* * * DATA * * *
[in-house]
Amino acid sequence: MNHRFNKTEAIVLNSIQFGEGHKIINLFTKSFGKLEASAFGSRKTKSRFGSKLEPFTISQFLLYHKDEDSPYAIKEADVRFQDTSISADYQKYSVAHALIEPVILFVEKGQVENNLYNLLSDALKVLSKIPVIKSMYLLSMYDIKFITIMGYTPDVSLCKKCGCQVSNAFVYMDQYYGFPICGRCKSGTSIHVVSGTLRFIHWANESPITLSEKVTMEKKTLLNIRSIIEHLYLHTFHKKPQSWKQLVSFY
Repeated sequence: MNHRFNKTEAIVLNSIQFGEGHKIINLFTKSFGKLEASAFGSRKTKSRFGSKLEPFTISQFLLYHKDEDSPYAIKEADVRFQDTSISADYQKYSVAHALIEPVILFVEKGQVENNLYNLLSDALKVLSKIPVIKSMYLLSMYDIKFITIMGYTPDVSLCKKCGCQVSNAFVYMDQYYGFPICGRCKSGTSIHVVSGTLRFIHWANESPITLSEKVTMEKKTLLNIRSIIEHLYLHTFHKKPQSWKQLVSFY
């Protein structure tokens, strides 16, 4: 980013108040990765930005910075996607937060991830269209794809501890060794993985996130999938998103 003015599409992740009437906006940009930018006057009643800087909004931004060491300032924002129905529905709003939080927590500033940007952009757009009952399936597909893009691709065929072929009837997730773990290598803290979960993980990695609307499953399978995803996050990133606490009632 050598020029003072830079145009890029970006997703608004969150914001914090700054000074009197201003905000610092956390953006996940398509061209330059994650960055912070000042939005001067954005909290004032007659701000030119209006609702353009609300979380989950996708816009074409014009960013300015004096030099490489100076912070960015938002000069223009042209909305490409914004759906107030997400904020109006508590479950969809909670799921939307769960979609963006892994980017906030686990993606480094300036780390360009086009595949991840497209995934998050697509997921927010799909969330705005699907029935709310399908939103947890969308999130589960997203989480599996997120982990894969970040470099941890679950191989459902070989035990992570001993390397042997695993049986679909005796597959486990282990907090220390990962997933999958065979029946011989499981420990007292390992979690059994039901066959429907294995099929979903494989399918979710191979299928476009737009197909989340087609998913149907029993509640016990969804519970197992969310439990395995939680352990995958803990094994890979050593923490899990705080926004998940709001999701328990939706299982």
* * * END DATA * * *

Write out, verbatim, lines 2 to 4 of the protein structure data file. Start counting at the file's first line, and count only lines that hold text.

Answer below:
Amino acid sequence: MNHRFNKTEAIVLNSIQFGEGHKIINLFTKSFGKLEASAFGSRKTKSRFGSKLEPFTISQFLLYHKDEDSPYAIKEADVRFQDTSISADYQKYSVAHALIEPVILFVEKGQVENNLYNLLSDALKVLSKIPVIKSMYLLSMYDIKFITIMGYTPDVSLCKKCGCQVSNAFVYMDQYYGFPICGRCKSGTSIHVVSGTLRFIHWANESPITLSEKVTMEKKTLLNIRSIIEHLYLHTFHKKPQSWKQLVSFY
Repeated sequence: MNHRFNKTEAIVLNSIQFGEGHKIINLFTKSFGKLEASAFGSRKTKSRFGSKLEPFTISQFLLYHKDEDSPYAIKEADVRFQDTSISADYQKYSVAHALIEPVILFVEKGQVENNLYNLLSDALKVLSKIPVIKSMYLLSMYDIKFITIMGYTPDVSLCKKCGCQVSNAFVYMDQYYGFPICGRCKSGTSIHVVSGTLRFIHWANESPITLSEKVTMEKKTLLNIRSIIEHLYLHTFHKKPQSWKQLVSFY
């Protein structure tokens, strides 16, 4: 980013108040990765930005910075996607937060991830269209794809501890060794993985996130999938998103 003015599409992740009437906006940009930018006057009643800087909004931004060491300032924002129905529905709003939080927590500033940007952009757009009952399936597909893009691709065929072929009837997730773990290598803290979960993980990695609307499953399978995803996050990133606490009632 050598020029003072830079145009890029970006997703608004969150914001914090700054000074009197201003905000610092956390953006996940398509061209330059994650960055912070000042939005001067954005909290004032007659701000030119209006609702353009609300979380989950996708816009074409014009960013300015004096030099490489100076912070960015938002000069223009042209909305490409914004759906107030997400904020109006508590479950969809909670799921939307769960979609963006892994980017906030686990993606480094300036780390360009086009595949991840497209995934998050697509997921927010799909969330705005699907029935709310399908939103947890969308999130589960997203989480599996997120982990894969970040470099941890679950191989459902070989035990992570001993390397042997695993049986679909005796597959486990282990907090220390990962997933999958065979029946011989499981420990007292390992979690059994039901066959429907294995099929979903494989399918979710191979299928476009737009197909989340087609998913149907029993509640016990969804519970197992969310439990395995939680352990995958803990094994890979050593923490899990705080926004998940709001999701328990939706299982």